In 2016, her approach led, a leading national nonprofit organization, to call Michelle, "...the leading expert in the field of social skills."


In 2008, Michelle was honored with a Congressional Special Recognition Award for her groundbreaking work in the field of social learning.


" of my favorite authors in the field of teaching emotional intelligence. Michelle Garcia Winner has pioneered some very helpful ways of conceptualizing and helping educators understand the social challenges that students on the autism spectrum face." - Stephan Borgman, 2010, Psychology Today, "Spectrum Solutions"



To check out the Social Thinking Research homepage, click here.


Research published in the Journal of Autism and Developmental Disorders supports using Social Thinking Vocabulary with individuals with High-Functioning Autism and Asperger’s Syndrome. Learn more here.



Michelle lives in San Jose, CA with her partner and has two daughters, Heidi and Robyn.


Financial Disclosure

Financial: Michelle Garcia Winner is employed by Think Social Publishing, Inc. as an author/speaker and receives compensation for her presentations as well as the sale of her books and by the Social Thinking Center as a clinician. Michelle owns the companies Think Social Publishing, Inc as well as The Social Thinking Center, Inc. and their related intellectual property.   


Non-financial: No relevant non-financial relationship exists.


Certified Social Thinking Training & Speakers' Collaborative Member


Social Thinking Training & Speakers' Collaborative



Michelle Garcia Winner is officially trained and sanctioned by Think Social Publishing to provide trainings related to the Social Thinking Methodology. Before attending a training in your area, please make sure to look for the official STTSC member badge.

Honors & Awards

  • Congressional Recognition Award, 2008

    Congressional Recognition Award, 2008

    Michelle Garcia Winner received a Certificate of Special Congressional Recognition for her groundbreaking work helping individuals who have autism spectrum disorders and related social thinking challenges. Congresswoman Lynn Woolsey honored Michelle with the award, as the social thinking methods Michelle has developed are becoming the basis for curricula around the country.

  • Lifetime Achievement Award, the Prentice School, 2012

    Lifetime Achievement Award, the Prentice School, 2012

    Michelle received the Lifetime Achievement Award from the Prentice School on the 24th of February. Carol Clark, the administrative executive director of Prentice School, presented the award to Michelle at the Social Thinking conference hosted by the Prentice School in Santa Ana, CA, for her innovative contributions to parents, professionals and individuals with social and communication challenges. The Prentice School is an independent, nonprofit school for students who struggle with reading, writing, spelling, oral language, and math. Upon humbly receiving the award, Michelle jokingly stated that while the award makes her sound brilliant within her field, during her years in school she was an average student who planned on always being a speech-language pathologist. Even through her years working in the school systems as an SLP she stated, “the principle never knew what to do with me, so she just let me work with my students as I pleased. I was able to re-organize their class schedules so that they all were able to come to their speech class with me.” Her goal was simply to give her students the best possible education both from a social and a scholastic standpoint. It was during these years that she spent as an SLP in the school that she started the development of a social communication curriculum, which in time grew into Social Thinking. Michelle had never planned on Social Thinking becoming what it is today: a curriculum used around the world with all ages, abilities and cultures.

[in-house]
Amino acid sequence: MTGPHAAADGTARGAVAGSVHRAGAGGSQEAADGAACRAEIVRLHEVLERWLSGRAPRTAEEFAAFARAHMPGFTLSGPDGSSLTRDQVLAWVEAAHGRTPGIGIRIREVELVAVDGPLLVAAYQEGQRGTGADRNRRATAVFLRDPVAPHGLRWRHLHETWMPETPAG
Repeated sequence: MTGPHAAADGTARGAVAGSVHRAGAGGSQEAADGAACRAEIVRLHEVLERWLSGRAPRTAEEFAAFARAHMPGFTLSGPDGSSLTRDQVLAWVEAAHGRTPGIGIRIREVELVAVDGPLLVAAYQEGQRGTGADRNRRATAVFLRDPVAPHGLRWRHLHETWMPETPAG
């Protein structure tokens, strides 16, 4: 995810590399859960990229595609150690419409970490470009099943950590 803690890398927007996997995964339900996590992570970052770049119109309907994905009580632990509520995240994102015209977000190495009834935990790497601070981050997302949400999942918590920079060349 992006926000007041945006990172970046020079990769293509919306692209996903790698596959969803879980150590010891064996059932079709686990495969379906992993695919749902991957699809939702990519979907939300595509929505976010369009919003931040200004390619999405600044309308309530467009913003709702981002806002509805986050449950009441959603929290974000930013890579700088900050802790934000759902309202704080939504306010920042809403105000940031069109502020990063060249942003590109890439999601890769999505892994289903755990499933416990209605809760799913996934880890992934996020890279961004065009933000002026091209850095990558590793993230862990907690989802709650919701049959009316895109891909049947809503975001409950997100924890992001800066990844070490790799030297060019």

• Outstanding Achievement Award, California Speech- Language-Hearing Association (CSHA), 2012

    Outstanding Achievement Award, California Speech- Language-Hearing Association (CSHA), 2012

    California Speech, Language and Hearing Association (CSHA), District 4 – Outstanding Achievement Award to Dr. Pamela Crooke and Michelle Garcia Winner.

  • Community Partner Award, Massachusetts Association for the Blind (MAB) Community Services, 2016

    Community Partner Award, Massachusetts Association for the Blind (MAB) Community Services, 2016

    Michelle was humbled to receive this award, here is MAB's statement about why she was chosen: "We honor you for your great courage and for the beautiful example you set for the others inspired to make a difference as you do."

Recent Articles

Making the Connection Between Dynamic Assessment and Treatment to Develop Social Emotional Competencies